Rebel screens in Short Cuts Programme 3 on 9/7 at 7:00 p.m. (Scotiabank) and 9/13 at 5:45 p.m. (Scotiabank). Tickets available here.
This Ink Runs Deep (dir. Asia Youngman)
One of the many ways the Canadian government sought to suppress Indigenous cultures in the 18th and 19th centuries was by banning their tattoos. Asia Youngman’s This Ink Runs Deep showcases how Indigenous tattoos are being revived across the country, with Indigenous artists using both traditional practices and modern techniques. Youngman explores how tattoos are an important form of Indigenous art across cultures, by introducing us to artists such as Gregory Williams, the first Haida tattoo practitioner in over a century, and Métis artist Audi Murray. Most importantly, tattoos are a way for Indigenous people to make visible their Indigeneity with pride, most movingly described by Jana Angulalik whose decision to get a traditional forehead tattoo was also a decision to embrace her Inuk identity. – AH
This Ink Runs Deep screens in Short Cuts Programme 2 on 9/12 at 9:00 p.m. (Scotiabank). Tickets available here.
Delphine (dir. Chloé Robichaud)
Chloé Robichaud’s Delphine is a quiet story about the people we encounter who will never know the impact they have on us, and how some things never change, even as we grow up. The titular character is not the protagonist, but the object of the protagonist, Nicole’s, fascination, in part because they share similarities: Delphine is also an immigrant who struggles to fit in (even more than Nicole) and faces bullying. We first meet Delphine as a child on the school bus, and then again as a teenager in the classroom, having disappeared from Nicole’s life for years. Nicole watches from the sidelines with fascination, and perhaps inchoate queer desire, for a girl she never speaks to but who leaves an indelible mark.
These social scenes at school are contrasted with Nicole’s quiet home life, with a single mother. Both as a girl and a teenager, Robichaud frames Nicole watching television with her mother in the same way, her mother touching her hair with warmth and casual intimacy: the image reminds us that she may be grown enough to be played by a different actress, but she’s still the same small girl in many ways. – AH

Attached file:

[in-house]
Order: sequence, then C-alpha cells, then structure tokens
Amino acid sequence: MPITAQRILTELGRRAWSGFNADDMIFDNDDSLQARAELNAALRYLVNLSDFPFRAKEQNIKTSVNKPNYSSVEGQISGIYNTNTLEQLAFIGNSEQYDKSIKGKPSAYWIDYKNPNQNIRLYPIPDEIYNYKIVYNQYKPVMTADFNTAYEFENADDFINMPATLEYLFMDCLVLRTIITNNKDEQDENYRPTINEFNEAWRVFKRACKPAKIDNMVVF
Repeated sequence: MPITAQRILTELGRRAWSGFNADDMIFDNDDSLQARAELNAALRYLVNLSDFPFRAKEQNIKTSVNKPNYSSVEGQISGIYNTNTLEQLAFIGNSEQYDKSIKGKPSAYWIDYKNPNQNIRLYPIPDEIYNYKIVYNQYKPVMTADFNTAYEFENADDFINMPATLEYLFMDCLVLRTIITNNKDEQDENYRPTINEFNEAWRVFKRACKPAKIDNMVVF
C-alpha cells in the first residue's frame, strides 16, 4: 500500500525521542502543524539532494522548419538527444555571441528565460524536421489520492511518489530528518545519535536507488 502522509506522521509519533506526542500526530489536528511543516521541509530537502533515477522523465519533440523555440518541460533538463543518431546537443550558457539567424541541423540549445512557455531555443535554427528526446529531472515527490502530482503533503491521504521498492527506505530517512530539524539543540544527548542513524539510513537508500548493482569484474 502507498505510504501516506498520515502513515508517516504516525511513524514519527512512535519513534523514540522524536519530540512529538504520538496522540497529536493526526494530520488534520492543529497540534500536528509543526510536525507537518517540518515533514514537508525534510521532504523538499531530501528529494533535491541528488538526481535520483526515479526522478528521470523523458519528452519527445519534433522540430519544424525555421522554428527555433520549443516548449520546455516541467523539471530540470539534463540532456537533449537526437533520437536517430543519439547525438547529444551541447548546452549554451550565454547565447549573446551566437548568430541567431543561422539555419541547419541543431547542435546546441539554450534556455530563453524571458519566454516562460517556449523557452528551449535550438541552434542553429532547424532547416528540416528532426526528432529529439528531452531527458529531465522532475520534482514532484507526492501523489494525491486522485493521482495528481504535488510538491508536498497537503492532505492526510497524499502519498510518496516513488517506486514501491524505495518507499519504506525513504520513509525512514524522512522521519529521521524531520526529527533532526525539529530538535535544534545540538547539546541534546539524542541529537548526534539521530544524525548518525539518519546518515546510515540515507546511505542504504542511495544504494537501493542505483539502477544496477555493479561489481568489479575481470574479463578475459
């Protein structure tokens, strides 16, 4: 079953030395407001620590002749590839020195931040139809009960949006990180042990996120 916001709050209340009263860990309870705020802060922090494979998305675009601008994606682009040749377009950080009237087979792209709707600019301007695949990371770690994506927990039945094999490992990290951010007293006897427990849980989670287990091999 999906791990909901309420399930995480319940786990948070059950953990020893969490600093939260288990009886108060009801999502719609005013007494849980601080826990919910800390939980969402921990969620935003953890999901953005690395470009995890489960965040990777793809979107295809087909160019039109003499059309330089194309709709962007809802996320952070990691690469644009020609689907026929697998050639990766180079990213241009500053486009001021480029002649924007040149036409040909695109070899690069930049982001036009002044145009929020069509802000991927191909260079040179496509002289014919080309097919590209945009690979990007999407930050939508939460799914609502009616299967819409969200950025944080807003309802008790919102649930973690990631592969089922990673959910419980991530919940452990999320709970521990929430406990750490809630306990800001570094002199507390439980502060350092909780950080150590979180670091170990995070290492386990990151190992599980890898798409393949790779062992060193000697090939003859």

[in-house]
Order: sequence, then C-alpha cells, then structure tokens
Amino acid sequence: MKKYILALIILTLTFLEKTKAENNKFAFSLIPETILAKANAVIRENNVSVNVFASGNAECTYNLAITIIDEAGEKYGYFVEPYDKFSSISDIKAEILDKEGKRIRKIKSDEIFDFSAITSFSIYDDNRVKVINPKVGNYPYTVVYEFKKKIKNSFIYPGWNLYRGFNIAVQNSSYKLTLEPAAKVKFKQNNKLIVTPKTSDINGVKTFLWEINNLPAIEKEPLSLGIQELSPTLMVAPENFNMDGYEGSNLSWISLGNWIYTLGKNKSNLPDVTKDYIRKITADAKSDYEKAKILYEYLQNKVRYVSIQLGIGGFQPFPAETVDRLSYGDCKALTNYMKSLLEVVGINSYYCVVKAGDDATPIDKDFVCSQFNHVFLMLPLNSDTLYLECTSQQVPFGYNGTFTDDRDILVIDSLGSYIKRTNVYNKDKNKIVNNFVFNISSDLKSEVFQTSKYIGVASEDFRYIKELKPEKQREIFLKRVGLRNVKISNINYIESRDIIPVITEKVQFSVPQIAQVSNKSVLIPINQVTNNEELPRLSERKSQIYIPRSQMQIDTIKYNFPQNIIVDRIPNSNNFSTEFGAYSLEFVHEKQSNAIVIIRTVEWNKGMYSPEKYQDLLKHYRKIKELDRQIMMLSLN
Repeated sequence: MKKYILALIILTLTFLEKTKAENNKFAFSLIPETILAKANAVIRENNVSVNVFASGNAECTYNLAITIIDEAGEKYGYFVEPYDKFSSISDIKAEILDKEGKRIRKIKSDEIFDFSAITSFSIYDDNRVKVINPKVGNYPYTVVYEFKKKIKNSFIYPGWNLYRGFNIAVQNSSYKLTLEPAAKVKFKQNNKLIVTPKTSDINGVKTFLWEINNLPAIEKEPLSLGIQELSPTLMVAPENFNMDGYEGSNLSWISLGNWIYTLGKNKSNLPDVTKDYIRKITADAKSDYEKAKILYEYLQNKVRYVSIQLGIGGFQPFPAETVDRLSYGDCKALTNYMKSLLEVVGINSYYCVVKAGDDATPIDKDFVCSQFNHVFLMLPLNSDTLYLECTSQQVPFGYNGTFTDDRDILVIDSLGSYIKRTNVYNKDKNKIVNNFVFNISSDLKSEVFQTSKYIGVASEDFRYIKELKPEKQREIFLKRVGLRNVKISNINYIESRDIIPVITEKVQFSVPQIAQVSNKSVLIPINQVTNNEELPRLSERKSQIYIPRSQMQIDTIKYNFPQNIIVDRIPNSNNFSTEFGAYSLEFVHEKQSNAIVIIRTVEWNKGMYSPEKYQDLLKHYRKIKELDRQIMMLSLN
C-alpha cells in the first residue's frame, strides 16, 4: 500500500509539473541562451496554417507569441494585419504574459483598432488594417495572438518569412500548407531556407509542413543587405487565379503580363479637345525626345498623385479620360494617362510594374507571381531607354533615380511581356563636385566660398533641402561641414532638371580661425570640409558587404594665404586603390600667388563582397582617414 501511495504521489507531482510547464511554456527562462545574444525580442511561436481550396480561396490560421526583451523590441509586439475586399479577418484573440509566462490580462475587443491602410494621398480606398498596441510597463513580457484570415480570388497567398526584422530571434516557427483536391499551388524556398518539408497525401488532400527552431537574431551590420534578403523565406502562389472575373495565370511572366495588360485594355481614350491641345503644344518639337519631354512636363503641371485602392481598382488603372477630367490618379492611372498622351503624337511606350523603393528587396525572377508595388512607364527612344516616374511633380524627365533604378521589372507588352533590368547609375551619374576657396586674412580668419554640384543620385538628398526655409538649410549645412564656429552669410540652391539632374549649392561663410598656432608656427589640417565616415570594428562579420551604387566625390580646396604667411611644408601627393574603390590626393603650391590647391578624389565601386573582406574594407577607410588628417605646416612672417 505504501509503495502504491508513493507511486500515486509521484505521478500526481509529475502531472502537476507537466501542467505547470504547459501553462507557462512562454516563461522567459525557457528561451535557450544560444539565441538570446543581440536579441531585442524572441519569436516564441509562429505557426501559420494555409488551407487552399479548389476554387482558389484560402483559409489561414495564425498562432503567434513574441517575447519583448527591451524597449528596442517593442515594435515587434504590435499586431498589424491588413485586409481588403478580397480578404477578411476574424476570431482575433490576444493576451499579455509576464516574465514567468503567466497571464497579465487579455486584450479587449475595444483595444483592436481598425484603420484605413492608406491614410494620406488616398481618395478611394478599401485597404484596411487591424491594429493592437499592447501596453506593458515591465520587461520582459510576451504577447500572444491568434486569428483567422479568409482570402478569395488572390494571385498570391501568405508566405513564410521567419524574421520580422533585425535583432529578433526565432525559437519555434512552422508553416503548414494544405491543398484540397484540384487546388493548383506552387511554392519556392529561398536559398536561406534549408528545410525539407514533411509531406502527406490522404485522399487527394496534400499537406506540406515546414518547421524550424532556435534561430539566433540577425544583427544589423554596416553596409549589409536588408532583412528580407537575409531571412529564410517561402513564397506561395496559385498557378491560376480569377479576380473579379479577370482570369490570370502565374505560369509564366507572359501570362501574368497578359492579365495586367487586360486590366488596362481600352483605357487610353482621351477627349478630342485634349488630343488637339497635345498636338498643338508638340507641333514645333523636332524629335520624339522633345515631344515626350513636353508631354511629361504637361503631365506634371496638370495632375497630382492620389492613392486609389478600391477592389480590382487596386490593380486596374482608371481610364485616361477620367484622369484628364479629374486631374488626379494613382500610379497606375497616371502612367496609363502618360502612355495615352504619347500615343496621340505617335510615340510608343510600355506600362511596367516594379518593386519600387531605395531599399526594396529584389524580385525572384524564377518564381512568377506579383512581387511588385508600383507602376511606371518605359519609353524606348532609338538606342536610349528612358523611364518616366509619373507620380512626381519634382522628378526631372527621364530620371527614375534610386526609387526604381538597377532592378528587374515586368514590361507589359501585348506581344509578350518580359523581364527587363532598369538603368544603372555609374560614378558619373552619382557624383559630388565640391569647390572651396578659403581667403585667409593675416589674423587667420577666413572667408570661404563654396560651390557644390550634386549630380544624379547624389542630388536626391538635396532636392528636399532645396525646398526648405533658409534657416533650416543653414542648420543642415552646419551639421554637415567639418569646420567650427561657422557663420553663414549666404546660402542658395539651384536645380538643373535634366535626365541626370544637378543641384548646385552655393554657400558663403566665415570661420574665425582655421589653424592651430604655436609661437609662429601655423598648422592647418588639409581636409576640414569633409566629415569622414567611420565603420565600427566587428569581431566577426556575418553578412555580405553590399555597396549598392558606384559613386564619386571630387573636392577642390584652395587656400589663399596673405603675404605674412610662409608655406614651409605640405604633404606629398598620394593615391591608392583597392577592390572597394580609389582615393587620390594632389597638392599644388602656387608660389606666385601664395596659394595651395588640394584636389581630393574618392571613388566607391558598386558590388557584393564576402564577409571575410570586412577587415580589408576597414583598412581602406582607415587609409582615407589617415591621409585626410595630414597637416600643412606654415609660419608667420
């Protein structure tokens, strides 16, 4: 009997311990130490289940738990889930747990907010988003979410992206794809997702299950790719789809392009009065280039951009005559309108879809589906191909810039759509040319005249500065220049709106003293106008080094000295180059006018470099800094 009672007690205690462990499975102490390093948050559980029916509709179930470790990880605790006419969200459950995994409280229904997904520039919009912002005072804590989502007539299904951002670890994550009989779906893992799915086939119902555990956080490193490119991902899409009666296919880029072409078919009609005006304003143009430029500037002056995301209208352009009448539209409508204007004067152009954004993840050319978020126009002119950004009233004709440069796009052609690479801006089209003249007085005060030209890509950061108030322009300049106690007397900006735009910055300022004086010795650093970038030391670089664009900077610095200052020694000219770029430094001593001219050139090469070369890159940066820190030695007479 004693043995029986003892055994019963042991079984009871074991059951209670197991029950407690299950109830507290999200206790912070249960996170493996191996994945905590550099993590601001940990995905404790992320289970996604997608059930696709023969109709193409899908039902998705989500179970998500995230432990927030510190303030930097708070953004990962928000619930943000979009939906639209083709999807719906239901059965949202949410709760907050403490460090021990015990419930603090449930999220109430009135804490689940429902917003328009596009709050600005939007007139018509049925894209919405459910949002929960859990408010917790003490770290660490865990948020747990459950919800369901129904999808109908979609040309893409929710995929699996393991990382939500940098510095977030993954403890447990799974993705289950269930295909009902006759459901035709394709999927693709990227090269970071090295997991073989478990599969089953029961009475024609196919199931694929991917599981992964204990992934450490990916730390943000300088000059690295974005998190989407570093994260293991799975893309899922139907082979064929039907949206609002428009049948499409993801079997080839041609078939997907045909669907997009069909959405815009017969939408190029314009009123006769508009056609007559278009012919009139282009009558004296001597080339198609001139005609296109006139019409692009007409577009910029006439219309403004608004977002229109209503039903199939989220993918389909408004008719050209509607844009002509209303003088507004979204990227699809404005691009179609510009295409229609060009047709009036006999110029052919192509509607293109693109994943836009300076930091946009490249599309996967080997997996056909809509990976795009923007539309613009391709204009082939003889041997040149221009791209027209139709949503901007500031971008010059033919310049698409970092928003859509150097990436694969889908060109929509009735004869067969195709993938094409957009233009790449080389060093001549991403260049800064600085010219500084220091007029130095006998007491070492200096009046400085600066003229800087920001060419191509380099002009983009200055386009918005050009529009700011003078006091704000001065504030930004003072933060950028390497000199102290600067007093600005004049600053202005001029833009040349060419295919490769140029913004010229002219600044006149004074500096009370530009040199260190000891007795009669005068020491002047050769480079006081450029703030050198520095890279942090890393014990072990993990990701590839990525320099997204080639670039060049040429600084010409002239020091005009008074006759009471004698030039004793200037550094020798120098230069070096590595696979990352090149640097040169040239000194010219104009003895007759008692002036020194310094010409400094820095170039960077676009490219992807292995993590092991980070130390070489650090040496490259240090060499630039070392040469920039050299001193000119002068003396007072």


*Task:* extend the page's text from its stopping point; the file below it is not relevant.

Delphine screens in Short Cuts Programme 7 on 9/9 at 6:30 p.m. (Scotiabank) and 9/15 at 6:15 p.m. (Scotiabank). Tickets available here.
Jarvik (dir. Emilie Mannering)
Getting a good performance out of one child actor is no easy feat, so it’s a show of directorial brilliance that Emilie Mannering is able to encourage three great ones in Jarvik. Her lead is Lea (Leia Scott), the oldest of her three siblings. Her brother about to go through a heart operation, and Lea’s mother expects her to be a responsible caregiver. But Lea is still only a pre-teen; it’s summer and all her friends are out enjoying their freedom.
Mannering’s film is a bittersweet character study about a close-knit family going through a tough time. Lea has a tangible desire to leave the home she’s confined to, but she also has a deep love for her brother and feels a sense of duty as the eldest. For an actress so young, Scott’s subdued, wearied performance beautifully manifests the melancholy of a summer lost to worry and newfound responsibility. – OS
Jarvik screens in Short Cuts Programme 1 on 9/12 at 6:00 p.m. (Scotiabank). Tickets available here.
Discover more great Canadian films
The last year was one of the best for Canadian cinema in history. Discover these great films through conversations with the filmmakers, guided by the Seventh Row editors in our inaugural annual book, The 2019 Canadian Cinema Yearbook.